Thursday, December 8, 2011

Easy Come, Easy Go. My Recycled Life

The find of the day on my last day at Secondhand Sam's.
Vintage. Terra cotta. Divine.
Tis the season to be jolly, but how jolly can I be as the glorious era of Secondhand Sam’s, Key West’s most grandiose thrift shop, dwindles down to its inevitable, lost-their-lease, demise?  What will our island's legion of thrifters do with those long, hot afternoons of summer we once spent in sweet and meditative joy examining each and every cast-aside object sadly outgrown its purpose for someone? For many years Sam’s has inhabited a cavernous warehouse, that previously housed a carpeting business, across the street from where the infamous Key West Dog Track once operated. Lots of “once was” and “used to be” places on the island these days . . . Now, the dog track is history and at Sam’s the ancient showrooms are busy with activity, as workers scurry about, shoving furniture and massive bins and boxes full of every imaginable thing, into better merchandising position for last chance bargain shoppers. Some items are destined for the warehouse’s loading platform, where they are lifted onto trucks headed for who knows where. And then it happens again; the stuff someone once wanted is no longer useful to its newest owners.  It’s doubly unwanted.
Elmira Leto, Executive Director of Samuel’s House.
Money raised at Secondhand Sam’s goes there.
Shopper Maggie told me she doesn’t read much. These
books are for her mom, Callie Morehouse, a private chef,
who reads anything non-fiction. “What will we do without
this place?” Callie said.




















The fact that you are unlikely to find something sensational for the man in your life on the racks at a secondhand store had lead me to understand that men do not recycle their clothes. They wear them until they fall apart.  Or they forget them on the bus.  Or until the rats shred them. Or, like my husband, they store them in dusty drawers or closets for the remainder of the owner’s natural life, awaiting that one special event — a trip to Alaska perhaps? — when they will become useful again.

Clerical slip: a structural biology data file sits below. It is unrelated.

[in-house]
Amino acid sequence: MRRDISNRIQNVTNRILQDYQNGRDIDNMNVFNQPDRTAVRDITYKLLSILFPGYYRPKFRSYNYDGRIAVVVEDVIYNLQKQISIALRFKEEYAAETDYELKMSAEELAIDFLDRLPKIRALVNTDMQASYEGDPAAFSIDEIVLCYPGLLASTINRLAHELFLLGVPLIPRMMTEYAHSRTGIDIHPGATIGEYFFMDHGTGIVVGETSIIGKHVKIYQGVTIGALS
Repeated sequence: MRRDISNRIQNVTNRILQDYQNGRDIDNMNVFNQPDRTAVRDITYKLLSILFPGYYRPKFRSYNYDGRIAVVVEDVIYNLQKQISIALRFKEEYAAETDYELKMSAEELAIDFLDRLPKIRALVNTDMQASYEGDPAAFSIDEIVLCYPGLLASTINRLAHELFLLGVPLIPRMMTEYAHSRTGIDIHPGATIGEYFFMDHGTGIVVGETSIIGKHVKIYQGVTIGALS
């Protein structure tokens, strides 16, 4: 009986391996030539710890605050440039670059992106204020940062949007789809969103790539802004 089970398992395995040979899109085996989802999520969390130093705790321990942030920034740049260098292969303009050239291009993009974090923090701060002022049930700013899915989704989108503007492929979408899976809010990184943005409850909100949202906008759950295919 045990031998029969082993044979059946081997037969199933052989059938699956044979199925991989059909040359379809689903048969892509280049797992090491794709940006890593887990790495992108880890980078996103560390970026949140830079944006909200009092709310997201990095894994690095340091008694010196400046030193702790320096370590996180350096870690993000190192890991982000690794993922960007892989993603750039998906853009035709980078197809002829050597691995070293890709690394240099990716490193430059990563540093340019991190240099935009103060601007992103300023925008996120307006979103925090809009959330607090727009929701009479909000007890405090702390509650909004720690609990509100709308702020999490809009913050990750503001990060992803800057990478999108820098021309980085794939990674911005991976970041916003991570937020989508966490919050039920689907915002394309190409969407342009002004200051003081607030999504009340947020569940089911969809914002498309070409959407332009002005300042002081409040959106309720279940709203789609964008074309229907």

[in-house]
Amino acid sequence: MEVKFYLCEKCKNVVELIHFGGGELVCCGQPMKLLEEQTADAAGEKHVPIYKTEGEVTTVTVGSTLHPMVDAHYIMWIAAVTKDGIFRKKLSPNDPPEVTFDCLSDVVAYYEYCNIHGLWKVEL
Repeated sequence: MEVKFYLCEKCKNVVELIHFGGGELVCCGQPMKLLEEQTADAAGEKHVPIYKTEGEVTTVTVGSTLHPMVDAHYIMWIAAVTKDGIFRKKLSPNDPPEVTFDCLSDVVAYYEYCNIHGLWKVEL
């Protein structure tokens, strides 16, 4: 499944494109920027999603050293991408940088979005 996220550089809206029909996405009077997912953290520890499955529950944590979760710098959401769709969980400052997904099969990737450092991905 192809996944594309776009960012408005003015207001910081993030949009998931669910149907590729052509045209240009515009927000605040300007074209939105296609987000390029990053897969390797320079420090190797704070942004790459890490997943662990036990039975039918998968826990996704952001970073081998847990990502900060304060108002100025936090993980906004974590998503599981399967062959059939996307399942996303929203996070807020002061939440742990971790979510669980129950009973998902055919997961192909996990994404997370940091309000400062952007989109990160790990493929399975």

Ashleigh waitresses at Jack Flat’s and shops at Secondhand Sam’s.  Just look at the selection!!! She and her bud Jennifer were shopping for ugly sweaters. I didn’t ask why.
Hair design genius Jackie Gray, a devout Saturday morning yard sale maven, models her double-purposed, hand-stitched Christmas tree skirt. She wore it to host her Christmas party. After the party, it went back beneath the tree.


    The younger people in my life are far too impatient to dedicate long hours to treasure hunting in thrift shops. They have not lived long enough to appreciate that secondhand clothes are fully engaged, washed, dried, survivors of wear and tear. Sturdy. That’s one reason to love recycled clothes. They’ve stood the test of time. No more heartbreaking “it shrunk in the wash” moments for this recycler. My clothes are mature, seasoned. And if they take themselves too seriously, expect special treatment, they go into my ever-present recycling bin and back to the thrift shop. 
Recycling fan Mary Pfund re-purposed her family’s warehouse
in Key West as her home and studio. One of her customers
abandoned a storage unit full of awning material, canvas and
vinyl. On her trusty sewing machine, which she bought second-hand twenty five years ago, she makes these Key West boat bags, sturdy enough to outlive us all.
Musician Dan Simpson posted the following on Facebook Wednesday morning:

I'm doing sound for Fantazimo – A Jolly Ole Burlesque Odyssey @ TSKW (a great show BTW), and need a suit, at least a jacket and tie. Yes, I have never worn one in KW (since 1978), so I figger it's a good occasion to bust one out. I also don't want to spend a whole lot, so I'll look at the good old Salvation Army, maybe Ross... any other suggestions? Actually, I'm envisioning a Miami Vice style... HAR! Styling Gel?!Not much to work with :) Hopefully I'll remember the ol' tie knot...

Dan posted the picture above with this on Wednesday afternoon:

RE: Suit Quest. Second Hand Sam’s comes through.
    Many years ago my roommate Eileen bought a secondhand lamp to use in her room at my house. She left it here when she moved. And here it stayed, for several decades. About a year ago my super-organizer friend Tina and I did a massive purge of my house, making several hefty deliveries to Secondhand Sam’s. Among the give-aways was Eileen’s lamp. Several weeks later another friend, Jane, feathering her own temporary nest in Key West, told me about a great lamp she’d purchased at Sam’s. “I think I know that lamp,” I told her. Sure enough, it was Eileen’s lamp, which had lived with me here for the past 25 years. Jane moved up to Sebring, to her boyfriend’s house there, and took the lamp. Then she broke up with that boyfriend and returned to Key West. When she relocated to Colorado to care for her ailing mother, she stored a stash of items in my loft to await her return to the island. Among those things, yes, Eileen’s lamp.
    I paid my final visit to Secondhand Sam’s yesterday. I shopped for many hours. I spent $18. Among other treasures, I bought a vintage suede jacket for 50 cents. From the moment I laid eyes on it I knew we were destined to be together forever — or at least until it needs to be dry-cleaned.

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